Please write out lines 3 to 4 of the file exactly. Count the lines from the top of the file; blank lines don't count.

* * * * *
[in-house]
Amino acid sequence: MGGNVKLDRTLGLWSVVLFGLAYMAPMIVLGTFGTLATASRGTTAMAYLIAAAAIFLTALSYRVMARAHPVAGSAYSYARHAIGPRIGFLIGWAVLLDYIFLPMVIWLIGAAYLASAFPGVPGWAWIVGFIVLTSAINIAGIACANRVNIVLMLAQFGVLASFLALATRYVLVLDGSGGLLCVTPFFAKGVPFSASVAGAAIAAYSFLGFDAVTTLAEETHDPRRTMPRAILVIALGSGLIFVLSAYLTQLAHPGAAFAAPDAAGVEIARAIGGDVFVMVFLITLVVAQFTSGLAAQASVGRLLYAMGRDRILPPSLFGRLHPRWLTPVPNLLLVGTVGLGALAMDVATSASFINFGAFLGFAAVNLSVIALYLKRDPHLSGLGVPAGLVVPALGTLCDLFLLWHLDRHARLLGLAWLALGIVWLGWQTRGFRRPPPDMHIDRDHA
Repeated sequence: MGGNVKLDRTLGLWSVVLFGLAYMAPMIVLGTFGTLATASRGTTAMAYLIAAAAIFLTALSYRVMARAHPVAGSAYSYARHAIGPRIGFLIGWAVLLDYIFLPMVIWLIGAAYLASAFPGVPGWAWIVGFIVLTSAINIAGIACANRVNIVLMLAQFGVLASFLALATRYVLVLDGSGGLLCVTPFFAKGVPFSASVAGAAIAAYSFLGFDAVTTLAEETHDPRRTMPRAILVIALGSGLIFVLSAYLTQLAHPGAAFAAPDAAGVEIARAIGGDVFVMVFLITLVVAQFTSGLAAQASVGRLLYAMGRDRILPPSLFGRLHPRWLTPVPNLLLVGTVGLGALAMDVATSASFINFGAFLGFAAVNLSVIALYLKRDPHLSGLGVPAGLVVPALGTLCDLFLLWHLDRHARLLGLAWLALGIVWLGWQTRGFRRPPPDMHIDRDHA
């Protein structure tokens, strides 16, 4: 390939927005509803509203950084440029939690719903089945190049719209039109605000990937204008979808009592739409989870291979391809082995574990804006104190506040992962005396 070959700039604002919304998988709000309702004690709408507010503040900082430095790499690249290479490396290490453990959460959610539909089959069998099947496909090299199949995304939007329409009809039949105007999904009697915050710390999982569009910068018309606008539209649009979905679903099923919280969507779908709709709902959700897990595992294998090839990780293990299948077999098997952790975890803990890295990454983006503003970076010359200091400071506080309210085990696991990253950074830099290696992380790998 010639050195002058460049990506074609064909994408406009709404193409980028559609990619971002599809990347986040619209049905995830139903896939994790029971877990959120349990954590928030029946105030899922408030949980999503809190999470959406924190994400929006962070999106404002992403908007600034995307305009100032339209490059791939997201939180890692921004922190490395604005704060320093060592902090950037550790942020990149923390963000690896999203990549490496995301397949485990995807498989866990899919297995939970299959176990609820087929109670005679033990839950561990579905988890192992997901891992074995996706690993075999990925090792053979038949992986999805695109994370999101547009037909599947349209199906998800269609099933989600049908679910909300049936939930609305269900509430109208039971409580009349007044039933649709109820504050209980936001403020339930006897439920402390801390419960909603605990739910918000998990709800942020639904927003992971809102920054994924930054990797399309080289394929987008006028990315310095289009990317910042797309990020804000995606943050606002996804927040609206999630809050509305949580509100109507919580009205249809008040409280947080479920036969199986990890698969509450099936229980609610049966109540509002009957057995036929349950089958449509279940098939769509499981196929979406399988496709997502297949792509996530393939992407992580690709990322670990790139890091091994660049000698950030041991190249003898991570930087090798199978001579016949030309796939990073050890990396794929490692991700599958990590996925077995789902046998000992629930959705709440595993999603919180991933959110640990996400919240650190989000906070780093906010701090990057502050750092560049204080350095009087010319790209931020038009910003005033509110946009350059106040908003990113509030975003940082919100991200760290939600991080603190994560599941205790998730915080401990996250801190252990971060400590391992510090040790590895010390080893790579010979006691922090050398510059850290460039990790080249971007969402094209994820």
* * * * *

Repeated sequence: MGGNVKLDRTLGLWSVVLFGLAYMAPMIVLGTFGTLATASRGTTAMAYLIAAAAIFLTALSYRVMARAHPVAGSAYSYARHAIGPRIGFLIGWAVLLDYIFLPMVIWLIGAAYLASAFPGVPGWAWIVGFIVLTSAINIAGIACANRVNIVLMLAQFGVLASFLALATRYVLVLDGSGGLLCVTPFFAKGVPFSASVAGAAIAAYSFLGFDAVTTLAEETHDPRRTMPRAILVIALGSGLIFVLSAYLTQLAHPGAAFAAPDAAGVEIARAIGGDVFVMVFLITLVVAQFTSGLAAQASVGRLLYAMGRDRILPPSLFGRLHPRWLTPVPNLLLVGTVGLGALAMDVATSASFINFGAFLGFAAVNLSVIALYLKRDPHLSGLGVPAGLVVPALGTLCDLFLLWHLDRHARLLGLAWLALGIVWLGWQTRGFRRPPPDMHIDRDHA
């Protein structure tokens, strides 16, 4: 390939927005509803509203950084440029939690719903089945190049719209039109605000990937204008979808009592739409989870291979391809082995574990804006104190506040992962005396 070959700039604002919304998988709000309702004690709408507010503040900082430095790499690249290479490396290490453990959460959610539909089959069998099947496909090299199949995304939007329409009809039949105007999904009697915050710390999982569009910068018309606008539209649009979905679903099923919280969507779908709709709902959700897990595992294998090839990780293990299948077999098997952790975890803990890295990454983006503003970076010359200091400071506080309210085990696991990253950074830099290696992380790998 010639050195002058460049990506074609064909994408406009709404193409980028559609990619971002599809990347986040619209049905995830139903896939994790029971877990959120349990954590928030029946105030899922408030949980999503809190999470959406924190994400929006962070999106404002992403908007600034995307305009100032339209490059791939997201939180890692921004922190490395604005704060320093060592902090950037550790942020990149923390963000690896999203990549490496995301397949485990995807498989866990899919297995939970299959176990609820087929109670005679033990839950561990579905988890192992997901891992074995996706690993075999990925090792053979038949992986999805695109994370999101547009037909599947349209199906998800269609099933989600049908679910909300049936939930609305269900509430109208039971409580009349007044039933649709109820504050209980936001403020339930006897439920402390801390419960909603605990739910918000998990709800942020639904927003992971809102920054994924930054990797399309080289394929987008006028990315310095289009990317910042797309990020804000995606943050606002996804927040609206999630809050509305949580509100109507919580009205249809008040409280947080479920036969199986990890698969509450099936229980609610049966109540509002009957057995036929349950089958449509279940098939769509499981196929979406399988496709997502297949792509996530393939992407992580690709990322670990790139890091091994660049000698950030041991190249003898991570930087090798199978001579016949030309796939990073050890990396794929490692991700599958990590996925077995789902046998000992629930959705709440595993999603919180991933959110640990996400919240650190989000906070780093906010701090990057502050750092560049204080350095009087010319790209931020038009910003005033509110946009350059106040908003990113509030975003940082919100991200760290939600991080603190994560599941205790998730915080401990996250801190252990971060400590391992510090040790590895010390080893790579010979006691922090050398510059850290460039990790080249971007969402094209994820």